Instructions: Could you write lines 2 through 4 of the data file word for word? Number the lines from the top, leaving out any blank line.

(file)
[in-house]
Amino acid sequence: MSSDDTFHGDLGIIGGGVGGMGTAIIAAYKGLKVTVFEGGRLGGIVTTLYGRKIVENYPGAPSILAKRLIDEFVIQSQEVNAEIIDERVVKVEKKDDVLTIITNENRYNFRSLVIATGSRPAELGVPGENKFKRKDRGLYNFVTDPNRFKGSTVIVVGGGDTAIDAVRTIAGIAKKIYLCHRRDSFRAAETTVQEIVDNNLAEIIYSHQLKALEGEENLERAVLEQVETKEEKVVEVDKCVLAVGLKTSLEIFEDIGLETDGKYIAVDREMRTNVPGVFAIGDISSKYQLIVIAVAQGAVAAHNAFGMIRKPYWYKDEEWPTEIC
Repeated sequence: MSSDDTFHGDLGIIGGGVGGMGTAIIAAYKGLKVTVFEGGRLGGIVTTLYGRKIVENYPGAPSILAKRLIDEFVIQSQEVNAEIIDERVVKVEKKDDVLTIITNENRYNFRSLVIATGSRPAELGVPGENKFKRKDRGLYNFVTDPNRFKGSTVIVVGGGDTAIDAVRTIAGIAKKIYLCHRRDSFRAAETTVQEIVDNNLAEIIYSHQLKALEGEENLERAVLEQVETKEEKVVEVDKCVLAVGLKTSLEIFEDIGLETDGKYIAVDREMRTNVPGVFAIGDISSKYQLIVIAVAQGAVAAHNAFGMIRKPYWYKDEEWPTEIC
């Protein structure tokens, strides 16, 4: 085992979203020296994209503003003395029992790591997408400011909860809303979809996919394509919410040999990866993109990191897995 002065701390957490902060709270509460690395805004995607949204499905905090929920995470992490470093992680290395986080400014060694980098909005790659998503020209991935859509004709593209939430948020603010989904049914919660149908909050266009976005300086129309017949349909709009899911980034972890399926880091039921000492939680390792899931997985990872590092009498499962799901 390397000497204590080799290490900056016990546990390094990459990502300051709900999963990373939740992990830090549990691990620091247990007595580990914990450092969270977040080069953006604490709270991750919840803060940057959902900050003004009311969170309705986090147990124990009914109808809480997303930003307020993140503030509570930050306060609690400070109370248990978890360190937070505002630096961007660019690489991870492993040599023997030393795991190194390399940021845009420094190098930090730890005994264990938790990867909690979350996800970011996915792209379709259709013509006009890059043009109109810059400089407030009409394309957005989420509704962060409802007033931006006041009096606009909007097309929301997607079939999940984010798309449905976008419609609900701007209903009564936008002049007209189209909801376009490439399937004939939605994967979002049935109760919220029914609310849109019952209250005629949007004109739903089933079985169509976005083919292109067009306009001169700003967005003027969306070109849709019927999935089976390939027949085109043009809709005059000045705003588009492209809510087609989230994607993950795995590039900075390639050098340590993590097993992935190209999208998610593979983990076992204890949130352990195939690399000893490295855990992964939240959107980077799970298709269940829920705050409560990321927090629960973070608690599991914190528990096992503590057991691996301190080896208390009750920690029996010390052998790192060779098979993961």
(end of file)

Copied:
Amino acid sequence: MSSDDTFHGDLGIIGGGVGGMGTAIIAAYKGLKVTVFEGGRLGGIVTTLYGRKIVENYPGAPSILAKRLIDEFVIQSQEVNAEIIDERVVKVEKKDDVLTIITNENRYNFRSLVIATGSRPAELGVPGENKFKRKDRGLYNFVTDPNRFKGSTVIVVGGGDTAIDAVRTIAGIAKKIYLCHRRDSFRAAETTVQEIVDNNLAEIIYSHQLKALEGEENLERAVLEQVETKEEKVVEVDKCVLAVGLKTSLEIFEDIGLETDGKYIAVDREMRTNVPGVFAIGDISSKYQLIVIAVAQGAVAAHNAFGMIRKPYWYKDEEWPTEIC
Repeated sequence: MSSDDTFHGDLGIIGGGVGGMGTAIIAAYKGLKVTVFEGGRLGGIVTTLYGRKIVENYPGAPSILAKRLIDEFVIQSQEVNAEIIDERVVKVEKKDDVLTIITNENRYNFRSLVIATGSRPAELGVPGENKFKRKDRGLYNFVTDPNRFKGSTVIVVGGGDTAIDAVRTIAGIAKKIYLCHRRDSFRAAETTVQEIVDNNLAEIIYSHQLKALEGEENLERAVLEQVETKEEKVVEVDKCVLAVGLKTSLEIFEDIGLETDGKYIAVDREMRTNVPGVFAIGDISSKYQLIVIAVAQGAVAAHNAFGMIRKPYWYKDEEWPTEIC
């Protein structure tokens, strides 16, 4: 085992979203020296994209503003003395029992790591997408400011909860809303979809996919394509919410040999990866993109990191897995 002065701390957490902060709270509460690395805004995607949204499905905090929920995470992490470093992680290395986080400014060694980098909005790659998503020209991935859509004709593209939430948020603010989904049914919660149908909050266009976005300086129309017949349909709009899911980034972890399926880091039921000492939680390792899931997985990872590092009498499962799901 390397000497204590080799290490900056016990546990390094990459990502300051709900999963990373939740992990830090549990691990620091247990007595580990914990450092969270977040080069953006604490709270991750919840803060940057959902900050003004009311969170309705986090147990124990009914109808809480997303930003307020993140503030509570930050306060609690400070109370248990978890360190937070505002630096961007660019690489991870492993040599023997030393795991190194390399940021845009420094190098930090730890005994264990938790990867909690979350996800970011996915792209379709259709013509006009890059043009109109810059400089407030009409394309957005989420509704962060409802007033931006006041009096606009909007097309929301997607079939999940984010798309449905976008419609609900701007209903009564936008002049007209189209909801376009490439399937004939939605994967979002049935109760919220029914609310849109019952209250005629949007004109739903089933079985169509976005083919292109067009306009001169700003967005003027969306070109849709019927999935089976390939027949085109043009809709005059000045705003588009492209809510087609989230994607993950795995590039900075390639050098340590993590097993992935190209999208998610593979983990076992204890949130352990195939690399000893490295855990992964939240959107980077799970298709269940829920705050409560990321927090629960973070608690599991914190528990096992503590057991691996301190080896208390009750920690029996010390052998790192060779098979993961």